After Richardson obliged by dabbing, players went wild and called Richardson by his “Big Cat” nickname.
Luquire sent Richardson an email that day that read, “I thought the earth stopped spinning when I saw you do the dab.”
Richardson, the first former player to own a team since the Bears’ George Halas, replied: “Winning championships makes adults do crazy things.”
‘He cares about them’
Panthers receivers coach Ricky Proehl played on six teams during a 17-year NFL career, and was a member of the Panthers’ 2003 team that made the only other Super Bowl appearance in franchise history.
Proehl said Richardson gets to know his players on a personal level.
“I know I played for several organizations where I never talked to the owner. There’s owners out there that don’t even know his players if he ran into them in the elevator, in the hallway,” Proehl said.
“Mr. Richardson knows these guys. He loves them. He cares about them. And it shows because of the way these guys talk about Mr. Richardson, what they think about him and how bad they want to win for him.”
Josh Norman is one of those players. The Panthers cornerback meets with Richardson nearly every week during the season, with the discussions focused more on life than football.
“I always go up and check on him, see how he’s doing,” Norman said. “He likes to coach me up on things he feels I should do.”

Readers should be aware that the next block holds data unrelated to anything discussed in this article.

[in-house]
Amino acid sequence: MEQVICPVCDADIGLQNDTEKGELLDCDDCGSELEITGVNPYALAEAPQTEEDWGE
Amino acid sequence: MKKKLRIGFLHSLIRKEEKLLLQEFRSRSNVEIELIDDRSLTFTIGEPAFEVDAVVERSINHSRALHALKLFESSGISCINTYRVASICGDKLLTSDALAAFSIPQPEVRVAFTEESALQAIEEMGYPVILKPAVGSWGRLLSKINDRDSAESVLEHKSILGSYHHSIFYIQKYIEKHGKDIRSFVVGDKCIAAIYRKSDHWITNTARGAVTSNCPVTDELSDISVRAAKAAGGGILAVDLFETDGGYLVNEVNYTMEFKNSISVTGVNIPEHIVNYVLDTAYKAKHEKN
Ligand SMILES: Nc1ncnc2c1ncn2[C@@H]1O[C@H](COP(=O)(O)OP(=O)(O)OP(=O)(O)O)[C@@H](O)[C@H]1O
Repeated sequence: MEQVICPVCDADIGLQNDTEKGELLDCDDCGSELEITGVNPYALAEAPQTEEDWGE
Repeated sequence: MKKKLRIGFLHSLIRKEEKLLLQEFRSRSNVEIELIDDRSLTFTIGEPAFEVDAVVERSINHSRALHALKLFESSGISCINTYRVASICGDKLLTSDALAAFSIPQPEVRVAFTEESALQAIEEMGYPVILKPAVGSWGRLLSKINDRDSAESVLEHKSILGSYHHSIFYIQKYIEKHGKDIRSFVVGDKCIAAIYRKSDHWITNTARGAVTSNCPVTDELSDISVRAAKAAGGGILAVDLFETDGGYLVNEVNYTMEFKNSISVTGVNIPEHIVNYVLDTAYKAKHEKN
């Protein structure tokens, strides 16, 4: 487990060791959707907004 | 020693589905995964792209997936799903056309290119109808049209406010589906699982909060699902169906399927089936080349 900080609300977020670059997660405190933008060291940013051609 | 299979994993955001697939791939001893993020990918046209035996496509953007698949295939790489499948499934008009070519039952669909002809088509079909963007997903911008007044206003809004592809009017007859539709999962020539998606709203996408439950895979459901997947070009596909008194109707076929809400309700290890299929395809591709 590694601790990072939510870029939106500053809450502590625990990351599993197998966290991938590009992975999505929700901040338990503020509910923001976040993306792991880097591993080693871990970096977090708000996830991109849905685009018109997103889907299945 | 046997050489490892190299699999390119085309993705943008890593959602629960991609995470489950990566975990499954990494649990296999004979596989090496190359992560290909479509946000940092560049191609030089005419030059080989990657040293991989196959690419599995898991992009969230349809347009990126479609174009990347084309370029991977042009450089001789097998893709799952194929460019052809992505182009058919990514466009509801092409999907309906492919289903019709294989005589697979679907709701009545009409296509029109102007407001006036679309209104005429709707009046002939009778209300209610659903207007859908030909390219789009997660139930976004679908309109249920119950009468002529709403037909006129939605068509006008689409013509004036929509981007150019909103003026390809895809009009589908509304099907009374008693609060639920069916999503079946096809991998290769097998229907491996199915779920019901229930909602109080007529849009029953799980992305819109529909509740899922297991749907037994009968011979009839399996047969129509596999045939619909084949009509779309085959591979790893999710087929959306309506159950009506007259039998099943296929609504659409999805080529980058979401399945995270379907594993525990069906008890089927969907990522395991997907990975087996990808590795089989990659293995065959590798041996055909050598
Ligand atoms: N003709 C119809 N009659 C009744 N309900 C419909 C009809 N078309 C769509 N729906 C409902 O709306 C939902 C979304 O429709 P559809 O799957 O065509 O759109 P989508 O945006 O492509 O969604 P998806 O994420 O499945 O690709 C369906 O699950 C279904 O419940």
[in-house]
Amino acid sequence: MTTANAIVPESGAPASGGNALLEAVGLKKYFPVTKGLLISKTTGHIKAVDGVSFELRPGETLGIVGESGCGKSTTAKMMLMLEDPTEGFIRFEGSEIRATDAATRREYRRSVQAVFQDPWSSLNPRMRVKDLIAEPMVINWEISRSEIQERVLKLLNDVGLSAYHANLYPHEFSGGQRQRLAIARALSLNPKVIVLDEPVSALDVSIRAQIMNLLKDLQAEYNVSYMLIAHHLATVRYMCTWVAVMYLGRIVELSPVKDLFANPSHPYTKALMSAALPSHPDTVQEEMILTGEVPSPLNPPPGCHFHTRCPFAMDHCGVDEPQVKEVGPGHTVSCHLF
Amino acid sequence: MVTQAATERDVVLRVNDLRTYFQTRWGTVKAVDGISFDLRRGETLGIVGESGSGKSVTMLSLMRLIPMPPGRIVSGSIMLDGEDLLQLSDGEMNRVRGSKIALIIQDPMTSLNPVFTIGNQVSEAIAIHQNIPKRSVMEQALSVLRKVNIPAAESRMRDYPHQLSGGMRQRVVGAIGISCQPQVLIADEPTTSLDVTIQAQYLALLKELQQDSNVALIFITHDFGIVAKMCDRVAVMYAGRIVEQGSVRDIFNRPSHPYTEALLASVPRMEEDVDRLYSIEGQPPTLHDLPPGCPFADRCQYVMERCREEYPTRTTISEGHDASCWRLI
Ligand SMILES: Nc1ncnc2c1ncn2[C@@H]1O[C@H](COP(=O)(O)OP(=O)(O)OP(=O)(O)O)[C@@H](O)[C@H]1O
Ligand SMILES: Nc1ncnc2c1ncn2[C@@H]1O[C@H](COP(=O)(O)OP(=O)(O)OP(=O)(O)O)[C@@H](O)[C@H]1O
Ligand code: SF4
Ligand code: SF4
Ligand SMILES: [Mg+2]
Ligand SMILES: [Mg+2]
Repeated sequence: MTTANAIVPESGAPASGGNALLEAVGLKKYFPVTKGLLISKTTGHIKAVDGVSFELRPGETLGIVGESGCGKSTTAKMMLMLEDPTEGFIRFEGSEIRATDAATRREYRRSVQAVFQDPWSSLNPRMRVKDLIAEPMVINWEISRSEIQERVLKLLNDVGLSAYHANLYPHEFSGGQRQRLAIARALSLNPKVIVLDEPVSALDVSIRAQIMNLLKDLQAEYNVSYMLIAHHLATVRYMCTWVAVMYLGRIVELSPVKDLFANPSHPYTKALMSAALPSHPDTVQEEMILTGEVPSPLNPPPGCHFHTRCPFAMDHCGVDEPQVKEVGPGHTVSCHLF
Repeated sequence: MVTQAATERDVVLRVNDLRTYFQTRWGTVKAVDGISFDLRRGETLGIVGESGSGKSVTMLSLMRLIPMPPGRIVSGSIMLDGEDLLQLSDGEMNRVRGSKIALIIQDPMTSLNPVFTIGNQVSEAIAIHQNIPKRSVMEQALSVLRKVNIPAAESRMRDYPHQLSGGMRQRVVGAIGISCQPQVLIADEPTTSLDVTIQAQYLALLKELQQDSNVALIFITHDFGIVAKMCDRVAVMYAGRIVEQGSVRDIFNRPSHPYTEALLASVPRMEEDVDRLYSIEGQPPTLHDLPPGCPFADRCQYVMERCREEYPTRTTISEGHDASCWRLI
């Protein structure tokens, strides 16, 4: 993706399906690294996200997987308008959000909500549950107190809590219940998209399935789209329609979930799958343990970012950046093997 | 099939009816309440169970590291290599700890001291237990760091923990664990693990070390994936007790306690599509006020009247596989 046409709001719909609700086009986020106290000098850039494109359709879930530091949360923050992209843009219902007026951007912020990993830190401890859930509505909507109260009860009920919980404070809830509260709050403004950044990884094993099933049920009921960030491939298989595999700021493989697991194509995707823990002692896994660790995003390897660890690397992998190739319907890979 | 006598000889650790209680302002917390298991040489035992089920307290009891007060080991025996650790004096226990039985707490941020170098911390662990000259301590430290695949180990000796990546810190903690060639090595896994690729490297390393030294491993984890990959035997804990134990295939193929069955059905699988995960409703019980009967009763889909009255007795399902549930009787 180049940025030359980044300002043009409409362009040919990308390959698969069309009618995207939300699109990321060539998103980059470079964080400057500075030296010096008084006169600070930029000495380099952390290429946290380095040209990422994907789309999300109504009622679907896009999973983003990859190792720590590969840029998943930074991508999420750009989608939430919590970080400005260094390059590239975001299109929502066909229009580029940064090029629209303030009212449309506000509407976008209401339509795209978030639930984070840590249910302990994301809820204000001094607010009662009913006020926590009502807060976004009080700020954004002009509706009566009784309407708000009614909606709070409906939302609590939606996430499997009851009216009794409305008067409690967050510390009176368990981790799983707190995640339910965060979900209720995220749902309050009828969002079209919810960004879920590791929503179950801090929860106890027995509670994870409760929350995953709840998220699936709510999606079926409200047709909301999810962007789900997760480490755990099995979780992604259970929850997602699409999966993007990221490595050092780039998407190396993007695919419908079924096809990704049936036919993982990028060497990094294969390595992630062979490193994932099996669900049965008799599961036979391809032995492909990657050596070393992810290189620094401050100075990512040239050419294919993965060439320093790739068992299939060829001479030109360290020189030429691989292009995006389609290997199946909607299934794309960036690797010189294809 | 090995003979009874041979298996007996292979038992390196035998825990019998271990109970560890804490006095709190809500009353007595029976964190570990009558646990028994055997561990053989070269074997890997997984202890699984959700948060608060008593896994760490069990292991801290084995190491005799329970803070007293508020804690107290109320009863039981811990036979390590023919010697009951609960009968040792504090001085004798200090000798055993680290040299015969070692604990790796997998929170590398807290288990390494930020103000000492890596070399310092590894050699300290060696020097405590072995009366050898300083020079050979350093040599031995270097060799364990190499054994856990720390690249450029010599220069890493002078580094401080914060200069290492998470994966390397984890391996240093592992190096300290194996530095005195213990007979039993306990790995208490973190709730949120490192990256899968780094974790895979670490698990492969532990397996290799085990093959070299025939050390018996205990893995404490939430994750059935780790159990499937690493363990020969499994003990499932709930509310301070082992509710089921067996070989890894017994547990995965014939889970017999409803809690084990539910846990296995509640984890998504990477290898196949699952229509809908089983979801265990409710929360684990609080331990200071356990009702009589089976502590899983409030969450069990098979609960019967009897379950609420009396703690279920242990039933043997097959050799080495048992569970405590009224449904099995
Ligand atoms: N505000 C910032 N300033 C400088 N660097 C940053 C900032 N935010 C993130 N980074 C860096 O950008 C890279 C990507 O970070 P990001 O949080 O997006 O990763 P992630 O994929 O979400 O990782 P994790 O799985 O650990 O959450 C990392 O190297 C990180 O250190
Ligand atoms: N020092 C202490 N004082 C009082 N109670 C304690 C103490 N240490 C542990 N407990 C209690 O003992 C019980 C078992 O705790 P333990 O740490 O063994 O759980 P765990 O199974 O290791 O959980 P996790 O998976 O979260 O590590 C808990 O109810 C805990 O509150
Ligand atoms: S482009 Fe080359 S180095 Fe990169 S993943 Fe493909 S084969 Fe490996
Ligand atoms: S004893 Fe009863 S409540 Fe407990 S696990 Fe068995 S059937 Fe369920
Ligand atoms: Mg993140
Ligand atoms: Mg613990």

‘He got in it to win’
Fans were critical of Richardson and former general manager Marty Hurney for gutting the roster before the 2010 season and with the labor lockout looming. The Panthers finished 2-14 and scored 16 offensive touchdowns in coach John Fox’s final season.
But the abysmal finish gave the Panthers the first pick in the 2011 draft to use on Newton, who has become the face of the franchise after the team cut ties with veterans like Steve Smith and DeAngelo Williams.
Newton’s arrival coincided with the hiring of Ron Rivera, but the Panthers endured two more losing seasons in 2011-12. Richardson fired Hurney after another slow start in 2012.
“He got in it to win, not just to own a team. He got in it to build a winning franchise and build a team that people can be proud of and have pride in calling the Panthers their team,” Mark Richardson said. “I think he’s accomplished all of those things. The final piece of the puzzle is to get the Lombardi Trophy.”
Jerry Richardson, who declined to be interviewed for this story, fired both his sons in 2009 because he believed their differing management styles were negatively impacting the organization.
An emotional moment
Mark Richardson, who was the team president, declined to comment on his firing. But he became emotional during a 10-minute phone interview when asked about his brother Jon, who died in 2013 after a long battle with cancer.
Jon Richardson’s three children will be at Levi’s Stadium for the Super Bowl, but Mark Richardson said he wishes his brother could be there, too.
“I know he’ll be watching from above,” he said.
Mark Richardson and his wife will be watching from the owners suite with Richardson and his wife, Rosalind.
After the game Mark Richardson hopes his dad is celebrating on the field at Levi’s Stadium.
“I watch the Super Bowl every year and at the end of the game they shoot the confetti and the winning owner raises the Lombardi Trophy. That’s a wish I’ve always had for my father,” he said. “I hope that this is the year that he finally gets to hold the trophy and raise the trophy because he deserves it more than anyone.”